WACO, TX — When you take look at the mixture of today's concrete shortage, you're going to find ingredients of other shortages plaguing the industry as a whole.
For some types of lumber the price is still up more than 200 percent. And, steel prices are up three times as much since the first of the year. But with concrete there's a timeline of factors worth pointing out.
K. Paul Holt, CEO and president at Central Texas Associated General Contractors, walks us down that timeline.
"Midlothian has four huge cement plants just up the road here that took out a million tons of concrete a year," said Holt. "It's not going to be operational until 2022."
Holt said demand for concrete during the winter was greater than anticipated, but the freeze in February put a stop everything.
Perhaps the surprisingly rainy season may allow plants to build back some inventory. But when looking at shortages for one item we're often times met with more shortages in a different area.
Fly ash is also one of the ingredients that is also contributing to today's climate.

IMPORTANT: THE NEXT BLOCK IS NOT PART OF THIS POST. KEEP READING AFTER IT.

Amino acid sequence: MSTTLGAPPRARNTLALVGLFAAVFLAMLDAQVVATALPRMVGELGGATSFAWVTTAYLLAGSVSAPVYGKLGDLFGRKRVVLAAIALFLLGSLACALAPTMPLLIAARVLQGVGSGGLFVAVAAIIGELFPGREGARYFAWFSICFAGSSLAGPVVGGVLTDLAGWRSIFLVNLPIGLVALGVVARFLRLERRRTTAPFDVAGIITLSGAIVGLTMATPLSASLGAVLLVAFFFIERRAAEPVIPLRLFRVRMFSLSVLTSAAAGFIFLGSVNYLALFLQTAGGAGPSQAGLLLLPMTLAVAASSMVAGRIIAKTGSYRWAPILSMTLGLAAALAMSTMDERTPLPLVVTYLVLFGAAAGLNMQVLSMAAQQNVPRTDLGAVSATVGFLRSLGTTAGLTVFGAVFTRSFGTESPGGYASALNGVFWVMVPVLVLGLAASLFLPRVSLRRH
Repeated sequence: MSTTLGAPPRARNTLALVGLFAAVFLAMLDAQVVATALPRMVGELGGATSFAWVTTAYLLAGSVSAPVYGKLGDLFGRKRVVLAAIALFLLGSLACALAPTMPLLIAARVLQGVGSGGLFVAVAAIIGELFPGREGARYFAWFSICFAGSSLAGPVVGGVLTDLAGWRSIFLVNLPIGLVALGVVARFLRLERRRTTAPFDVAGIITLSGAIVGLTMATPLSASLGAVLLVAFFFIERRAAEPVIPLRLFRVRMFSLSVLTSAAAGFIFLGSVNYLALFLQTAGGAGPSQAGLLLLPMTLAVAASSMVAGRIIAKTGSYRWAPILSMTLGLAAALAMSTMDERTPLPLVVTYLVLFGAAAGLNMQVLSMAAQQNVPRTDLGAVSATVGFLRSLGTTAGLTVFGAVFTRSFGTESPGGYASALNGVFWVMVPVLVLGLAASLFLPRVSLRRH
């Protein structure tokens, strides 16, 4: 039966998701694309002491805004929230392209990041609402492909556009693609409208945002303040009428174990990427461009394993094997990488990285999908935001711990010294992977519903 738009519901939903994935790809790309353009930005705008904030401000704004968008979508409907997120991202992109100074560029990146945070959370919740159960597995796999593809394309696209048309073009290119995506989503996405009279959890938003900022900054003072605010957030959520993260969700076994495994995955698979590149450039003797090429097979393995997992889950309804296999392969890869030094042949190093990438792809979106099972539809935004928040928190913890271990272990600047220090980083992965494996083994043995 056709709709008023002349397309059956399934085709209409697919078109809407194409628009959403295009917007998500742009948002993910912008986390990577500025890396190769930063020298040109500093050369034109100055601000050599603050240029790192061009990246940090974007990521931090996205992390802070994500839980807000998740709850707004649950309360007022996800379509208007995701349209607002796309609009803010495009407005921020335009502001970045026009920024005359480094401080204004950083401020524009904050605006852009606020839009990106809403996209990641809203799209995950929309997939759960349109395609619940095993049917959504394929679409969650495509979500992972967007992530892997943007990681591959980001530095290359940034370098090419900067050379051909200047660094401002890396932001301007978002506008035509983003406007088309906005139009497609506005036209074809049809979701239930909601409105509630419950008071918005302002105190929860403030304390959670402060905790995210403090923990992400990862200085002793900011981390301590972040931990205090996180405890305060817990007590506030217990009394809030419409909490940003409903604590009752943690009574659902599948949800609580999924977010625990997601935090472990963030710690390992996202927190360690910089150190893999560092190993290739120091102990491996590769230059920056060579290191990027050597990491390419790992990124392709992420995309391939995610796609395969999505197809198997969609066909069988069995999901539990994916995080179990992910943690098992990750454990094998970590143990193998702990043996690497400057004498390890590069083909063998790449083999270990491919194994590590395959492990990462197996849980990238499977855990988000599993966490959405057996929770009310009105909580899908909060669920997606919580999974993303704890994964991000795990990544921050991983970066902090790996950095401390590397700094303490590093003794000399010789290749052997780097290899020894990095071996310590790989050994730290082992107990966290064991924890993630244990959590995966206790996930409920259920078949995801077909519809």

"During the winter, concrete plants build up inventory," said Holt. "With the fly-ash shortage it's taking more cement to pour that concrete, it's setting up faster, and making it much more difficult."
So amid the 'honey-do' season, a time couples typically remodel or fix up their homes, the effects of the market may pour into the front yard.
"Small batch concrete is very scarce we have the I-35 project, we have the Amazon project going on," said Holt. "Huge slabs take precedence over little drive ways."
So the big question is how long until we see the market level off?
At least a year, according to Holt.
"We're hoping there's some semblance of leveling in 2022," said Holt. "That is not a prediction, it's a dream."